) was written, detailing her early life, marriage into Borlish noblility and eventual assassination in 1232. It is notable for being the first long-form work of Borlish literature written about a layperson, rather than a saint or similar legendary figure.
The 14th and 15th centuries
The Noccair Lyceum of the 1300s exemplifies how the mediaeval university system was standardising across Europe. There, students were taught the Five Romantic Arts: Literature, Argument, Reckoning, Geometry and Songcraft. These were in essence the descendants of the seven Classical arts. Around 1400, as this system began to break down, the Lyceum began to teach alchemy (and a little later, post-Classical history).
The end of the fourteenth century marks the zenith of Borlish trade power, with cities along the Rustigh Strait (especially Axbane) trafficked both by the Dutch stadbund's fleet and Borland's own. In this way Borland served as a crossroads between the Vascon trade mesh in the west and the stadbund's to the east. Later, in the 1400s, Borland lost ground to the ascendant Wales and Vascony, which began to monopolise trade coming from the Middlesea and Africa.
In the first decade of the fifteenth century, Queen Natalia I and her husband King Joseph I ruled jointly. Their family had been and would continue to be beset by misfortune; all three of their sons predeceased them, as did their few male grandchildren (either in infancy or by misadventure).
The succession crisis prompted by their deaths in 1411 and 1416 spelt the end of their dynasty. From the ashes rose the Saulestran lineage of kings, whose banner comprised a white bar cutting a twilight-blue field.
Borland was not directly involved in the Albion-wide Wars of Fealty, but it received an influx of immigration from the polities involved, as people were displaced in the many border conflicts and attempted conquests. In particular, this period saw substantial Welsh, Devoner and Kernish immigration to the cities of southern Borland.
Borland after the Novamundine Landfall
With the dawn of the sixteenth century and the waning power of Vascony, the dominance of Borlish cities over regional trade reached its peak. Damvath was said to be the most-trafficked port in Europe outside the Middlesea at this time.
The Second Great Dying reached Borland in March of 1519; likely due to the volume of trade there, the island's first recorded death attributable to the plague was in Damvath during the year's green snowfall. Borland lost over four hundred thousand people—one-seventh of its population—to the plague.
After the death of Joseph III in 1534 N, his nephew Brandon II succeeded to the throne (King Joseph never succeeded in producing a natural-born heir, despite several recognised yet illegitimate children by his various mistresses). Having known he would inherit, King Brandon had made sure to be well-liked at court; upon his accession he managed to impose a terrene tax on the land despite significant opposition from his most powerful vassals.
Borland became entangled in the War for the Stavang Crown in the 1550s, a protacted succession crisis for the Dane Concert following the death of the king while undertaking a grand tour of his lands.
The practice of serfdom (already on its last legs) was legally abolished in Borland in 1564, but by that point it had not de facto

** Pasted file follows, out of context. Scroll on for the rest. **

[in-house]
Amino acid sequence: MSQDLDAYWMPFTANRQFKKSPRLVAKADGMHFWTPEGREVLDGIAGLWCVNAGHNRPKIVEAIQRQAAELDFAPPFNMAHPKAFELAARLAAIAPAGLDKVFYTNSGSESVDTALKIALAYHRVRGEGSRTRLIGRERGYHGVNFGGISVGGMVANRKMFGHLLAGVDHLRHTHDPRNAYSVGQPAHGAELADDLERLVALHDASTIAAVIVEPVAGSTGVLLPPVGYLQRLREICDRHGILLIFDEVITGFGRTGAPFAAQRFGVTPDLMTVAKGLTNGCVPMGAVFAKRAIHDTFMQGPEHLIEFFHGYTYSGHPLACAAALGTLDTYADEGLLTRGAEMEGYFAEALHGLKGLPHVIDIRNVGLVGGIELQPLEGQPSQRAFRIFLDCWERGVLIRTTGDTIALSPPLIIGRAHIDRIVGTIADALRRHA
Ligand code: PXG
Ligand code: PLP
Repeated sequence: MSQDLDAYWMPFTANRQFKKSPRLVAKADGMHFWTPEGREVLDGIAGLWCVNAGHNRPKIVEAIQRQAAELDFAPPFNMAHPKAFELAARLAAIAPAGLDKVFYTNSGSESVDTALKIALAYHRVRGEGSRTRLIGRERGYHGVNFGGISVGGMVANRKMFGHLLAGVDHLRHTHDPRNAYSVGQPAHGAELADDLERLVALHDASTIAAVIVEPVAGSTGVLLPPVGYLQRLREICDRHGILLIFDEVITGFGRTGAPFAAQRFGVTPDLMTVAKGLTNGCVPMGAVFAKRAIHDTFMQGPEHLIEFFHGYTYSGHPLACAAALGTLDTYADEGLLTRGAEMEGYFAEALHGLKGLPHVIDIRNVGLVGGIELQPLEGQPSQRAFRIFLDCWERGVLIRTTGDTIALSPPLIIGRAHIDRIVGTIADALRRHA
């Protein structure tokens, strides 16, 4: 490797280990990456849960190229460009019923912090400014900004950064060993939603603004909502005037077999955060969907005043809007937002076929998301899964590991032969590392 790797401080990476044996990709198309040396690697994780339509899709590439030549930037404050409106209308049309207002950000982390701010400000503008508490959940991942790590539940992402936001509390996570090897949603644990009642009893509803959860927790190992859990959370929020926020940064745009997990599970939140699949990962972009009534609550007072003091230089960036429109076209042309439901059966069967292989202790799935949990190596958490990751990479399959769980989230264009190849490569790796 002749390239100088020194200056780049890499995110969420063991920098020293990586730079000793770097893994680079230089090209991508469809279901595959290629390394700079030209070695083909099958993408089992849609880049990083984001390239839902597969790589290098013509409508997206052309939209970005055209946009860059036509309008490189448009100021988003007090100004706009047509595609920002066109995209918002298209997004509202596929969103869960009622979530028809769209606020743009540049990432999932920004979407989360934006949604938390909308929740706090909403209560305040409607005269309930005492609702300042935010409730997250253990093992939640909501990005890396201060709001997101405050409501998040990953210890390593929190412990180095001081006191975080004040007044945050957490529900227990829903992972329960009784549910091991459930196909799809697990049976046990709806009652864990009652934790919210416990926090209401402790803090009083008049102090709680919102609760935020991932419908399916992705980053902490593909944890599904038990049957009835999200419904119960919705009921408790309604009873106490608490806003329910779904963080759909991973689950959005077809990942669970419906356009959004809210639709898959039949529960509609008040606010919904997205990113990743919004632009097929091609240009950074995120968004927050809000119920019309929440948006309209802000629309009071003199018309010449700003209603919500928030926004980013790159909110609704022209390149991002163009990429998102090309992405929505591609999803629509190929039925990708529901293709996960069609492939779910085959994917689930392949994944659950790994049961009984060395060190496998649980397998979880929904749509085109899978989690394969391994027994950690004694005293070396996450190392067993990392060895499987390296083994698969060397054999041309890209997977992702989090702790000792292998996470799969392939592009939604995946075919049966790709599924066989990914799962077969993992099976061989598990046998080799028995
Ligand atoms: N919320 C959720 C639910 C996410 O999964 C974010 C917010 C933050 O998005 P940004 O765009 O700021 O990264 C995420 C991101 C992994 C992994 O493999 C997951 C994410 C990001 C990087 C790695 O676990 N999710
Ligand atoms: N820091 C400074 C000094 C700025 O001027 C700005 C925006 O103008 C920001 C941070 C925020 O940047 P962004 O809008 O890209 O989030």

existed on the island for a generation. This is often cited as being due to the labour shortage resulting from the disruption of the Second Great Dying.
The 17th and 18th centuries
Borland's involvement in the Romantic Wars was restricted to a failed invasion (culminating in the Hawkirch Surrender of 1623), along with unstable arrangments with neighbouring polities regarding military aid in their conquests.
Through this period, Borlish trade guilds were involved in the establishment of staddomains along Atlantic Cappatia and Africa. Initially little more than tradingposts, these would grow into significant polities over the next centuries.
Agricultural innovations in Borland began to accelerate in the eighteenth century. The Pentrose survey of the 1730s was a coordinated effort to find the most productive or otherwise useful cultivars of many plants which spurred significant productivity increases. Its crowning glory was the braxoch beet, a hybrid of Silesian and Cassuvian beets whose sugar content was high enough to make domestic sugar production economical.
Borland in the Long Peace and afterward
The location of the Borlish parliament had until this point not been fixed to one building—usually one member would donate use of an estate for the duration of a legislative session. In the late eighteenth century this state of affairs ended, with the completion of the Jacobean Estates (Palaç Jagovin
) in Damvath.
During the inflamed period of Reaction War which followed the Long Peace, Borland participated in the Second German War. Borlish soldiers were present at the disastrously mismanaged Battle of Ulm in 1821, and they fought alongside troops from many nearby countries, such as Friule and Crovatia. The war and Borland's alliance with the Northern Concert sparked major mozard protests in cities across the country.
Borland in the Workshop decades
The steeplepost arrived late to Borland, with most of the island's flag-lamp lines being erected in the 1810s and 1820s (somewhat accelerated by strategic military considerations). Axbane was later connected to the continent at Texel in Willemy via air-steeples, but by 1860 this had been replaced (along with much of the island's steeplemesh) by a barrick line.
The spelling reform of 1870 (the last major revision to Borlish spelling conventions) primarily acted to standardise—at the time, many words had multiple forms in use reflecting more or fewer of the sound changes of the last few centuries.
The Good Game period